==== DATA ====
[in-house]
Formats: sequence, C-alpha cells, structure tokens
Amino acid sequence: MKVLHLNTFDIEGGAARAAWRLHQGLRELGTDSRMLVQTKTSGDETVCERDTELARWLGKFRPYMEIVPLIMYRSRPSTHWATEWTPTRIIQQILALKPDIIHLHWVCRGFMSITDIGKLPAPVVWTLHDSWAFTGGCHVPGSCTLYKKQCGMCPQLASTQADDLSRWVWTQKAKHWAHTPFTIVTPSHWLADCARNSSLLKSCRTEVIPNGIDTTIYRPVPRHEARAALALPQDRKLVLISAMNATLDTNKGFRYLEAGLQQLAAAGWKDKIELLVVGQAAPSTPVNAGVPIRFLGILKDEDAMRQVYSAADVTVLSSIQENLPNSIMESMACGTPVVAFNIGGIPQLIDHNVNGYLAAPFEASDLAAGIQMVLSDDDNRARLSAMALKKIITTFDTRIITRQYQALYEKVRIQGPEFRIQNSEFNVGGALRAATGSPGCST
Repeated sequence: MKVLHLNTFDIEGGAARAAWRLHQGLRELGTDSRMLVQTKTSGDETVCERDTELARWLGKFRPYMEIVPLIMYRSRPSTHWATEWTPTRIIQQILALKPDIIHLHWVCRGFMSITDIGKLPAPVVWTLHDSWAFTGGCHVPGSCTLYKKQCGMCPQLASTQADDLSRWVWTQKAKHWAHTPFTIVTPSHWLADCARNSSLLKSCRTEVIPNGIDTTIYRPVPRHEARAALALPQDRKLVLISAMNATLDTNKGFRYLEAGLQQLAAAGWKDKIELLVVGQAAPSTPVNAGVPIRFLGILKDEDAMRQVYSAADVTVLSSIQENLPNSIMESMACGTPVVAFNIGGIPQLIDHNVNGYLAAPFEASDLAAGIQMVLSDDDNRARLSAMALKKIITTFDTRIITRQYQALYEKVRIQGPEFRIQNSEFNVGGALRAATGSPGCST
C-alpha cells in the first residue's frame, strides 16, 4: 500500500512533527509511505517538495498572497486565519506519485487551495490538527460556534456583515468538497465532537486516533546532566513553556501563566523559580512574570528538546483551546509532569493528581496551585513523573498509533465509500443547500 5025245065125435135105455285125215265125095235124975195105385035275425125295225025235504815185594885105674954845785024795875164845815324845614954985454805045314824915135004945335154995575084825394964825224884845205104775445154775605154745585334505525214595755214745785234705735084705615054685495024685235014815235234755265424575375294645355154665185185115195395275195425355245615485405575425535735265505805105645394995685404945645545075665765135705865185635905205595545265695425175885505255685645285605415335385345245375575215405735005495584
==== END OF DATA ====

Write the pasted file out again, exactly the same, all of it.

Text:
[in-house]
Formats: sequence, C-alpha cells, structure tokens
Amino acid sequence: MKVLHLNTFDIEGGAARAAWRLHQGLRELGTDSRMLVQTKTSGDETVCERDTELARWLGKFRPYMEIVPLIMYRSRPSTHWATEWTPTRIIQQILALKPDIIHLHWVCRGFMSITDIGKLPAPVVWTLHDSWAFTGGCHVPGSCTLYKKQCGMCPQLASTQADDLSRWVWTQKAKHWAHTPFTIVTPSHWLADCARNSSLLKSCRTEVIPNGIDTTIYRPVPRHEARAALALPQDRKLVLISAMNATLDTNKGFRYLEAGLQQLAAAGWKDKIELLVVGQAAPSTPVNAGVPIRFLGILKDEDAMRQVYSAADVTVLSSIQENLPNSIMESMACGTPVVAFNIGGIPQLIDHNVNGYLAAPFEASDLAAGIQMVLSDDDNRARLSAMALKKIITTFDTRIITRQYQALYEKVRIQGPEFRIQNSEFNVGGALRAATGSPGCST
Repeated sequence: MKVLHLNTFDIEGGAARAAWRLHQGLRELGTDSRMLVQTKTSGDETVCERDTELARWLGKFRPYMEIVPLIMYRSRPSTHWATEWTPTRIIQQILALKPDIIHLHWVCRGFMSITDIGKLPAPVVWTLHDSWAFTGGCHVPGSCTLYKKQCGMCPQLASTQADDLSRWVWTQKAKHWAHTPFTIVTPSHWLADCARNSSLLKSCRTEVIPNGIDTTIYRPVPRHEARAALALPQDRKLVLISAMNATLDTNKGFRYLEAGLQQLAAAGWKDKIELLVVGQAAPSTPVNAGVPIRFLGILKDEDAMRQVYSAADVTVLSSIQENLPNSIMESMACGTPVVAFNIGGIPQLIDHNVNGYLAAPFEASDLAAGIQMVLSDDDNRARLSAMALKKIITTFDTRIITRQYQALYEKVRIQGPEFRIQNSEFNVGGALRAATGSPGCST
C-alpha cells in the first residue's frame, strides 16, 4: 500500500512533527509511505517538495498572497486565519506519485487551495490538527460556534456583515468538497465532537486516533546532566513553556501563566523559580512574570528538546483551546509532569493528581496551585513523573498509533465509500443547500 5025245065125435135105455285125215265125095235124975195105385035275425125295225025235504815185594885105674954845785024795875164845815324845614954985454805045314824915135004945335154995575084825394964825224884845205104775445154775605154745585334505525214595755214745785234705735084705615054685495024685235014815235234755265424575375294645355154665185185115195395275195425355245615485405575425535735265505805105645394995685404945645545075665765135705865185635905205595545265695425175885505255685645285605415335385345245375575215405735005495584